If you've used ipv6 actively, plenty of stuff doesn't play well, lots of weird hangs on connections etc in deployed contexts, and even with ipv6 you can't seem to actually go endpoint to endpoint (ie, printer at work from computer at home easily). My ipv4 based vpn works great though (and doesn't support ipv6 properly). I started down path of hassling vendors, but it's not worth it. You've got your work ISP to hassle, then fix work internet gateway, then get firewall sorted, then get internal network sorted (yes, the copier runs some ancient crap), then get each employees home internet sorted, then all their machines, then all the related software. They couldn't have made the migration path harder if they had tried.
IPv6 deployment is a matter of politics. It depends on the opinions of the network personnel, on the hardware they have in their core network, on the hardware their customers have (CPEs), on the support contracts they have, etc. That's what decides whether they put a CGNAT in place, whether they buy more IPv4 addresses, or whether they deploy IPv6.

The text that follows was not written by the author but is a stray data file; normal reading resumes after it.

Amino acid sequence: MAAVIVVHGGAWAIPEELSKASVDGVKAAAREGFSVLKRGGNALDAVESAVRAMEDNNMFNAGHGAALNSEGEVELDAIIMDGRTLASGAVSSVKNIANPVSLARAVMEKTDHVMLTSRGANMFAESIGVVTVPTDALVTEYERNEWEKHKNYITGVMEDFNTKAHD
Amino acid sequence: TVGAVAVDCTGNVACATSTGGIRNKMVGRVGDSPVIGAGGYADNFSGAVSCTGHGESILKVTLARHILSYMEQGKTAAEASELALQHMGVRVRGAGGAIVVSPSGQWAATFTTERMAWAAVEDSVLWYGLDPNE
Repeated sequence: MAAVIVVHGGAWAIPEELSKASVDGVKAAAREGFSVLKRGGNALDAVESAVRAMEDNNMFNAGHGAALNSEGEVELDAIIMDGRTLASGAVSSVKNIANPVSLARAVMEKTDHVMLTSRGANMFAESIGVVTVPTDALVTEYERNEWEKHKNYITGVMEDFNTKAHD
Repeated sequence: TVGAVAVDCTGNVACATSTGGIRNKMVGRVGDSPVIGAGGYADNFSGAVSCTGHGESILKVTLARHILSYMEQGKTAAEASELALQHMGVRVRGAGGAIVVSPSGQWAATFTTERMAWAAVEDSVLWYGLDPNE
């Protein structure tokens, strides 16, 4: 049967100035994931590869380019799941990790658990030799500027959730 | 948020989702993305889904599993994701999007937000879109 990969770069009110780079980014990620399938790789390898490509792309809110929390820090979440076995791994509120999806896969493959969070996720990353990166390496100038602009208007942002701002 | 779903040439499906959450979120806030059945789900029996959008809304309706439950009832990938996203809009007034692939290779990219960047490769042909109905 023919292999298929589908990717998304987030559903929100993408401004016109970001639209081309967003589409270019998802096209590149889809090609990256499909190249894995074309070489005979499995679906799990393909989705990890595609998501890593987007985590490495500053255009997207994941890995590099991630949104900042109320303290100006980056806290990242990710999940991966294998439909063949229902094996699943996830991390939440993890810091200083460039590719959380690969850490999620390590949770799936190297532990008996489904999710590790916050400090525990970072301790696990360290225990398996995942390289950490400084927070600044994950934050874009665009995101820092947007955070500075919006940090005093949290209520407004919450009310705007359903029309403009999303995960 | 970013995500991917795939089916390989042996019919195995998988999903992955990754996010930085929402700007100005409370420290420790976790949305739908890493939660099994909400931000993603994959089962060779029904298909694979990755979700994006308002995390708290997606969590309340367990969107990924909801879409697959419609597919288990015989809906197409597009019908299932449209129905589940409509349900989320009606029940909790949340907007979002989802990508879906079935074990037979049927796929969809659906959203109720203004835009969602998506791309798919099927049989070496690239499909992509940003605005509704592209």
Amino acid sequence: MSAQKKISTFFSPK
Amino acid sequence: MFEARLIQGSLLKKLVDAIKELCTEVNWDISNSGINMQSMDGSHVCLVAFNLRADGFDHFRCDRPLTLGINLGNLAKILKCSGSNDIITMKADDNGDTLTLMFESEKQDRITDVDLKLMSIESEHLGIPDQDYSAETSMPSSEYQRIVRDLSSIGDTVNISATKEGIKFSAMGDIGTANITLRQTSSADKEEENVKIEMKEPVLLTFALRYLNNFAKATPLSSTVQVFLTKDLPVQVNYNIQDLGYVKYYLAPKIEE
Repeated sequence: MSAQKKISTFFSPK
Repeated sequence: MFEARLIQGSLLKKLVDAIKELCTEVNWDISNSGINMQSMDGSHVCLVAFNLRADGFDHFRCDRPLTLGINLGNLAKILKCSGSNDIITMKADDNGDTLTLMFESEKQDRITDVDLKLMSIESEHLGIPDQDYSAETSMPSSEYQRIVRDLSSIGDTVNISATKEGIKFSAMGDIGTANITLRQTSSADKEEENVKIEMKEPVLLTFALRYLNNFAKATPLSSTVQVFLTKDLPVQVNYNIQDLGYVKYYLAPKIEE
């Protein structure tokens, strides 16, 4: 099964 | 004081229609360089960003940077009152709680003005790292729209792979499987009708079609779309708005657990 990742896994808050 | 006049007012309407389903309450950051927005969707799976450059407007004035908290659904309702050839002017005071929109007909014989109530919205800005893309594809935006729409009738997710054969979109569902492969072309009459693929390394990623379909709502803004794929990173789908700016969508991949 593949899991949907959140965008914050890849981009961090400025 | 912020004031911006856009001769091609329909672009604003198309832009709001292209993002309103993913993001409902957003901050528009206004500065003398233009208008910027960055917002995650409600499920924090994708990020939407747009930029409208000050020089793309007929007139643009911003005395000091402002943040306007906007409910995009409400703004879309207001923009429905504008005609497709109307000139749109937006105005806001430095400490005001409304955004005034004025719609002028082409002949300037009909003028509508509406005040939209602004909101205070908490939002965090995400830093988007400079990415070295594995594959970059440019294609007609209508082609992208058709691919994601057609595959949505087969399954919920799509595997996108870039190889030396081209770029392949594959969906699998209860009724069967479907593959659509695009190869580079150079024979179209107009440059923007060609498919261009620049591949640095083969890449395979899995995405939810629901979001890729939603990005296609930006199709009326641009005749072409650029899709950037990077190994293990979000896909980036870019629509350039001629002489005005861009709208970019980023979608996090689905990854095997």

Are you saying there are network engineers/management at ISPs who don't believe IPv6 is an imperative? As someone who in a former life worked inside large ISPs on the networking side I can tell you that that view would be quite rare. What would be the politics exactly?
Most ISPs run Juniper and Cisco gear in their core, both of these have have been capable of routing v6 for well over a decade now. Additionally if you are running older gear you would have hit the 512K route TCAM limit years ago.
None of this would have anything to do with existing support contracts either. You would be pretty hard-pressed to find a rev of JunOS or IOS/NXOS that didn't support v6.